Prior to 1975, Toul Sleng was a high school. When the Khmer Rouge came to power it was converted into the S-21 prison and interrogation facility. Inmates were systematically tortured, sometimes over a period of months, to extract confessions, after which they were executed at the killing fields of Choeung Ek. S-21 processed over 17,000 people, seven of whom survived. The building now serves as a museum, a memorial and a testament to the madness of the Khmer Rouge regime. Much has been left in the state it was when the Khmer Rouge abandoned it in January 1979. The prison kept extensive records, leaving thousands of photos of their victims, many of which are on display. Paintings of torture at the prison by Vann Nath, a survivor of Toul Sleng, are also on display. The museum’s famous and controversial ‘skull map’ is no longer on display.

The Land Mine Museum, Siem Reap

Siem Reap, Cambodia; “Welcome to the Land Mines Museum” reads the sign. Here, off a bumpy, dusty, unsealed road, a few short kilometres from the World Heritage ruins of Angkor Wat and the construction boom of luxury hotels in the city of Siem Reap, the past, present and sadly future of landmines in Cambodia is on display.
The Land Mine Museum, opened in 1999, consists of a simple corrugated iron building. Its director, the quiet and unassuming Mr Aki Ra is a former child soldier of the Khmer Rouge and Vietnamese armies. Aki Ra, along with his fellow conscripts were forced to lay the anti-personal devices that covered Cambodia. As an adult, he worked with the United Nations in the early 1990’s to detect and clear the mines that until only 10 years ago, surrounded the now tourist packed grounds of Angkor Wat.
This clearing exercise is far from complete as it is estimated that 6 million mines remain in the soil of Cambodia. These uncleared mine fields are primarily located along the Thai/Cambodian border, and it is here that Aki Ra regularly journeys to continue this dangerous work.
Killed by Land Mines
Local villages are still regularly maimed or killed by landmines that come with “manufactured in” labels reading China, Russia, US, Vietnam and Germany and date stamps from the 1940’s to the 1970’s. The devices have proven to be remarkably resilient, remaining in active condition many decades after they were first placed in the ground.
When Aki Ra moved to the region in the late 1990’s, it was an isolated and lonely rural landscape. The local village of 500 that has grown up around the museum is a testament to Aki Ra’s efforts in not only clearing the mines, but in educating his neighbors on mine awareness, safety and first aid.
Despite its simple structure, the museum is a total success in its aim to raise awareness of the devastating affects of anti-personal devices. As first Aki Ra and then an English volunteer leads us through the museum displays, the sickening variety of ways to maim or kill with these devises becomes more apparent. In the manufacture, design and placement of landmines, we humans have thought of everything.

From the technique of laying mines in water, causing increased damage to the body by the imploding water, to the lightweight plastic construction of later models that are both cheaper and easier to carry. The Claymore mines that are designed to spray ball bearings in a specific direction coming conveniently labeled with the instruction “Front facing enemy”. Most of the mines have been designed to destroy a specific bodypart rather than to kill. This strategy to construction ensures a more effective strike against the enemy, an injured soldier is a greater burden than a dead one.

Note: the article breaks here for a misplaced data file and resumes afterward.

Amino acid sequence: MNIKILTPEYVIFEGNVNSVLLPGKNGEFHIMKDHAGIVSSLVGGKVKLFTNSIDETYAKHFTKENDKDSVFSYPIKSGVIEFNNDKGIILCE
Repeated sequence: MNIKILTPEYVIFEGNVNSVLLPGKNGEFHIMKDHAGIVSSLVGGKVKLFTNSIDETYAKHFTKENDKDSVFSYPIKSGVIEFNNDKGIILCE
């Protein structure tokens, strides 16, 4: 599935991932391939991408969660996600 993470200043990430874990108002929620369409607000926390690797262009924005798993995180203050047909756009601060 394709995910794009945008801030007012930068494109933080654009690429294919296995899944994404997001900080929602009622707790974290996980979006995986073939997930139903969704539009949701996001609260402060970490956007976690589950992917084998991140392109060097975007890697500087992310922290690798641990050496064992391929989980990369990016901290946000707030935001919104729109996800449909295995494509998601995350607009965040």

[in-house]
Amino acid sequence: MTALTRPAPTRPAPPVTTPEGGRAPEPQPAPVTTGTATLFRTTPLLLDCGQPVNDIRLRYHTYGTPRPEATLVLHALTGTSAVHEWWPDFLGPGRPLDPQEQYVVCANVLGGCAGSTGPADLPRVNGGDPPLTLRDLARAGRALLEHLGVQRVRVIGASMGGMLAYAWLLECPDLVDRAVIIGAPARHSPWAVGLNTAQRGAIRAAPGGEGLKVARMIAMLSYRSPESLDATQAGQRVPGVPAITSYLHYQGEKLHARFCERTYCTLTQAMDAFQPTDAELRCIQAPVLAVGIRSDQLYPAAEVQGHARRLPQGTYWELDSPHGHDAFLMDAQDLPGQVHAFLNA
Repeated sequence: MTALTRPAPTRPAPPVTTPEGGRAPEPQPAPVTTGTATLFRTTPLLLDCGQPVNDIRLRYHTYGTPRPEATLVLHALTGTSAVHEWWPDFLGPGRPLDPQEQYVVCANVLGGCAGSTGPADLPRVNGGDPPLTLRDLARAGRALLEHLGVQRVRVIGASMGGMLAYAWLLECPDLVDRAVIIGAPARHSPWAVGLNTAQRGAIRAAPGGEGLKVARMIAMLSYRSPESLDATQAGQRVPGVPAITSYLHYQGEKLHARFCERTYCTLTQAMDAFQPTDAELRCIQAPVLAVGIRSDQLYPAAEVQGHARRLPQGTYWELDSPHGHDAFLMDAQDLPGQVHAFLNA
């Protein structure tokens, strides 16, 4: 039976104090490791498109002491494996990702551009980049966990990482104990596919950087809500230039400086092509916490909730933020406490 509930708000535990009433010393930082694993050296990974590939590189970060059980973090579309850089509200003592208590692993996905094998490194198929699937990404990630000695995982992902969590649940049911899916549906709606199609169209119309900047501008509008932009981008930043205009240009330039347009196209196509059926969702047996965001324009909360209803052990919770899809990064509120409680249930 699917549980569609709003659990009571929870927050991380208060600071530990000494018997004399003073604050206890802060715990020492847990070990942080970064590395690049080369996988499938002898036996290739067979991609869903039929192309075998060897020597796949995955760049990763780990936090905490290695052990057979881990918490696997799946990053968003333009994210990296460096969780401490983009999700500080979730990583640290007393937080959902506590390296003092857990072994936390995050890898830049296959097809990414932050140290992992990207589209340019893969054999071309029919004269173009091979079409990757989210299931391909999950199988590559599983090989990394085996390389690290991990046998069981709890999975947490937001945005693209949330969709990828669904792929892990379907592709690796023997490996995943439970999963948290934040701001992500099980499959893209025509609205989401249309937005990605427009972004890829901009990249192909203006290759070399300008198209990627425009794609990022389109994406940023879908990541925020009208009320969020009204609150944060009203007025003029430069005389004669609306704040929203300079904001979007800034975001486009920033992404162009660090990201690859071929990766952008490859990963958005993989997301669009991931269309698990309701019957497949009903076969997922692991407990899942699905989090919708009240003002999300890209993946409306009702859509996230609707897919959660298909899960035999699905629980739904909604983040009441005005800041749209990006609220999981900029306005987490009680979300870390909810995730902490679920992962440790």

Learning Languages
If visitors doubt the impact of the mines on display, the human reminder is ever present by the handful of child amputee victims that live at the museum. A very practical program has been put in place to provide these children with much needed assistance. The museum supports them to go to the local school as well as providing them with English/Japanese lessons courtesy of the international volunteers. While the museum can house and care for 8 to 9 kids at a time, the regular rotation of students back to their farms and families ensures as many as possible can be saved from a life of street beggars.
Upon meeting Aki Ra and learning of both his horrendous wartime experiences (depicted in both story and paintings throughout the museum) and his continuing dangerous mine clearing activities, you are left in no doubt how remarkable this young man really is. Having lost his parents during the dark days of the Khmer Rouge rule, it is amazing that he survived the starvation, cruelty and danger that engulfed Cambodia during this era. His current land mine clearing activities defy belief.
Several times a month, for up to 5 days at a time, he works without sophisticated detection or safety equipment, usually solo, clearing mines on the Thai/Cambodia border. Using nothing more than his foot and a stick, he locates and then detonates by hand up to 30 mines per day.

It would be usual to associate museums with the preservation and recording of significant historical events. What sets the Land Mine Museum apart is that the displays are, (& there is no other word for it) “fresh”!.

Learn More

The Land Mine Museum is located 4km south of Ankor Wat and 2km South of
the city of Siem Reap, on the Angkor Wat Road.
The museum, is privately owned and operated, it does not receive any government funding.
No entry fee is charged, however donations are gratefully accepted.
The museum will not appear in local tourist literature, therefore best to refer to the following website for details.

Asia Pacific Travel in Hanoi

Add : 66 Hang Than  St, Hanoi, Vietnam.

Tel: (84.4) 38 364212 - 37568868

Fax : (84.4) 37567862

Email : sales@asia-pacifictravel.com 


Phnom Penh Office - Asia Pacific Travel

Add : No. 19-20E0, Street 371, Phnom Penh

Tel: (+84 9) 13224473 ( Mr. Nam )

Email : Tour@angkortravelcambodia.com

Branch Office in Siem Reap - Asia Pacific Travel

Add : No. 0167, Mondul 3, Sangkat Slorkram
Siem Reap, Cambodia.

Mobi : + 84 9  36757509

Email : Tour@angkortravelcambodia.co